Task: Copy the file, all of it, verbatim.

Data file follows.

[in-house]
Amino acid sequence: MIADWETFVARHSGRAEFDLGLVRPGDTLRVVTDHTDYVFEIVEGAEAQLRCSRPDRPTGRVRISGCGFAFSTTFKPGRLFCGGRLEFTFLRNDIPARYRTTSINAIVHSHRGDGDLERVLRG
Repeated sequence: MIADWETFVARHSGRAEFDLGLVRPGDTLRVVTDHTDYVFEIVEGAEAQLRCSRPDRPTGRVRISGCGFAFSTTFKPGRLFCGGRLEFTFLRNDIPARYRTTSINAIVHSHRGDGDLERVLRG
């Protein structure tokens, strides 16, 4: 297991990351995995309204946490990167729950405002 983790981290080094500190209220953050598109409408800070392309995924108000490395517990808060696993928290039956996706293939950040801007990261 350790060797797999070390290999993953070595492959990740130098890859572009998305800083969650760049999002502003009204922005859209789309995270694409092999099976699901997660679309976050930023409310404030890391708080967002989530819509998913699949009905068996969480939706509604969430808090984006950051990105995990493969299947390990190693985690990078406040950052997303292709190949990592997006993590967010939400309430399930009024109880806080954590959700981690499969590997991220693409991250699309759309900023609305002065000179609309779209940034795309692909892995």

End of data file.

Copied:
[in-house]
Amino acid sequence: MIADWETFVARHSGRAEFDLGLVRPGDTLRVVTDHTDYVFEIVEGAEAQLRCSRPDRPTGRVRISGCGFAFSTTFKPGRLFCGGRLEFTFLRNDIPARYRTTSINAIVHSHRGDGDLERVLRG
Repeated sequence: MIADWETFVARHSGRAEFDLGLVRPGDTLRVVTDHTDYVFEIVEGAEAQLRCSRPDRPTGRVRISGCGFAFSTTFKPGRLFCGGRLEFTFLRNDIPARYRTTSINAIVHSHRGDGDLERVLRG
């Protein structure tokens, strides 16, 4: 297991990351995995309204946490990167729950405002 983790981290080094500190209220953050598109409408800070392309995924108000490395517990808060696993928290039956996706293939950040801007990261 350790060797797999070390290999993953070595492959990740130098890859572009998305800083969650760049999002502003009204922005859209789309995270694409092999099976699901997660679309976050930023409310404030890391708080967002989530819509998913699949009905068996969480939706509604969430808090984006950051990105995990493969299947390990190693985690990078406040950052997303292709190949990592997006993590967010939400309430399930009024109880806080954590959700981690499969590997991220693409991250699309759309900023609305002065000179609309779209940034795309692909892995």